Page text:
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Harlow Shapley (November 2, 1885 – October 20, 1972) was an American scientist, head of the Harvard College Observatory (1921–1952), and political activist during the latter New Deal and Fair Deal.[1][2]

Harlow Shapley
BornNovember 2, 1885
DiedOctober 20, 1972(1972-10-20) (aged 86)
Alma materUniversity of Missouri, Princeton University
Known forDetermining correct position of Sun within Milky Way Galaxy; head of Harvard College Observatory (1921–1952)
Children5, including
Scientific career
Doctoral advisorHenry Norris Russell
Doctoral studentsGeorges Lemaître, Cecilia Payne-Gaposchkin

Shapley used RR Lyrae stars to estimate the size of the Milky Way Galaxy and the Sun's position within it by using parallax.[3] In 1953 he proposed his "liquid water belt" theory, now known as the concept of a habitable zone.[4]



Shapley (first standing from the right) at a Science Service board meeting in 1941
Members of the Independent Voters Committee of the Arts and Sciences for Roosevelt visit FDR at the White House (October 1944). From left: Van Wyck Brooks, Hannah Dorner, Jo Davidson, Jan Kiepura, Joseph Cotten, Dorothy Gish, Dr. Harlow Shapley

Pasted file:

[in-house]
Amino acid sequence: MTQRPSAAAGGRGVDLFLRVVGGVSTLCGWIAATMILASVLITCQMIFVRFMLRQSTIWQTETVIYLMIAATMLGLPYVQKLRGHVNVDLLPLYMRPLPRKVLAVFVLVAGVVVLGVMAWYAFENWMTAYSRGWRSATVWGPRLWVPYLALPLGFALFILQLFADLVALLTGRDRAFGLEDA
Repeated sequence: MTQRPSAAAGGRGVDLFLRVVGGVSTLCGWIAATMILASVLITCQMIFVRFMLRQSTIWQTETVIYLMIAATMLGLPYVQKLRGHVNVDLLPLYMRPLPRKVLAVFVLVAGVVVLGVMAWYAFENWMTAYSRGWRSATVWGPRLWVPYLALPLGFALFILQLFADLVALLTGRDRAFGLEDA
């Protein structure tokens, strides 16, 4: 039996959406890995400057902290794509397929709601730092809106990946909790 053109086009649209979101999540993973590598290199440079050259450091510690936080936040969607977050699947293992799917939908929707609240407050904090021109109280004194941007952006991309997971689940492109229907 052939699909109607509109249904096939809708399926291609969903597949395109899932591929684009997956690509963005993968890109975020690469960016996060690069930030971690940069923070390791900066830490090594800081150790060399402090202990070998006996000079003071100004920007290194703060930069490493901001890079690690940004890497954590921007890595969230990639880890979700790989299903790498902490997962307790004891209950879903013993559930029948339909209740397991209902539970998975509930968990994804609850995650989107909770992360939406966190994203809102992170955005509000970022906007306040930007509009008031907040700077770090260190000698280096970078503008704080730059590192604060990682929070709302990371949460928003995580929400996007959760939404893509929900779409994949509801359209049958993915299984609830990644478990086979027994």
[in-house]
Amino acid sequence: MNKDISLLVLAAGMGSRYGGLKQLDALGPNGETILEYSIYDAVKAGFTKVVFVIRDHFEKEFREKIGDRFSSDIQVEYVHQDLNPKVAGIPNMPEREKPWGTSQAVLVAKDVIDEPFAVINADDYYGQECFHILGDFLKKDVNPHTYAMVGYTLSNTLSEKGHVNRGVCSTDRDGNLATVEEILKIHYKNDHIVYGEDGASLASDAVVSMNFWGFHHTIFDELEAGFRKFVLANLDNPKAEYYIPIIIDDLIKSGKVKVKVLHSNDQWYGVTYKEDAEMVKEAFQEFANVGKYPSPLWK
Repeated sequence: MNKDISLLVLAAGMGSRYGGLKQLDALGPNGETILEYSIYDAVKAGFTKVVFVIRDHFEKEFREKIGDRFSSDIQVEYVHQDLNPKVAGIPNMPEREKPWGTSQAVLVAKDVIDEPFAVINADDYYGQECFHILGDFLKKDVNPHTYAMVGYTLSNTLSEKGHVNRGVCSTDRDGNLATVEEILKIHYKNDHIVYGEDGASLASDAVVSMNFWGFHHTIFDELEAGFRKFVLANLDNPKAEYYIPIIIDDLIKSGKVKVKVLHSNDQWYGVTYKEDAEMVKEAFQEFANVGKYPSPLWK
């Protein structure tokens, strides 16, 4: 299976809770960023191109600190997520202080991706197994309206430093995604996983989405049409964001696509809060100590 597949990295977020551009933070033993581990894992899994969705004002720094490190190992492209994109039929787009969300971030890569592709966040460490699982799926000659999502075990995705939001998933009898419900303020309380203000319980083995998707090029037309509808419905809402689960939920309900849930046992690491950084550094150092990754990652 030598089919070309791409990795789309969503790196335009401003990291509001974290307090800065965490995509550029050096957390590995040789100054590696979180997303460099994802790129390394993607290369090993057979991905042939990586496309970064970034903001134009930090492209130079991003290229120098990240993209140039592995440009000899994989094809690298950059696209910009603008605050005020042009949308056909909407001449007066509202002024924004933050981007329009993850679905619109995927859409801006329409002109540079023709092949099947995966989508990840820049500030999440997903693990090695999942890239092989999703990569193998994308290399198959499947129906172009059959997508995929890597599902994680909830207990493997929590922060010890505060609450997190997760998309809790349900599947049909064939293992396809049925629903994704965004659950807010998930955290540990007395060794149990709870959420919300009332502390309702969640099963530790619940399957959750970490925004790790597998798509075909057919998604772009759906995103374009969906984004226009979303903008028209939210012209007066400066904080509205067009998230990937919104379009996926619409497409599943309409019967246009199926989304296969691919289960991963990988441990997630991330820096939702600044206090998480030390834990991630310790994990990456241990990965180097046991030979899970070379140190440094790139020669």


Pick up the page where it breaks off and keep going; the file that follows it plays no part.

Progressive Citizens of America members, 1947. From left, seated, Henry A. Wallace, Elliott Roosevelt; standing, Dr. Harlow Shapley, Jo Davidson

Shapley was born on a farm in Nashville, Missouri, to Willis and Sarah (née Stowell) Shapley,[5] and dropped out of school with only the equivalent of a fifth-grade education.[clarification needed] After studying at home and covering crime stories as a newspaper reporter, Shapley returned to complete a six-year high school program in only two years, graduating as class valedictorian.[citation needed]

In 1907, Shapley went to study journalism at the University of Missouri. When he learned that the opening of the School of Journalism had been postponed for a year, he decided to study the first subject he came across in the course directory. Rejecting Archaeology, which Shapley later claimed he could not pronounce, he chose the next subject, Astronomy.[6]


After graduation, Shapley received a fellowship to Princeton University for graduate work, where he studied under Henry Norris Russell and used the period-luminosity relation for Cepheid variable stars (discovered by Henrietta Swan Leavitt) to determine distances to globular clusters. He was instrumental in moving astronomy away from the idea that Cepheids were spectroscopic binaries, and toward the concept that they were pulsators.[7]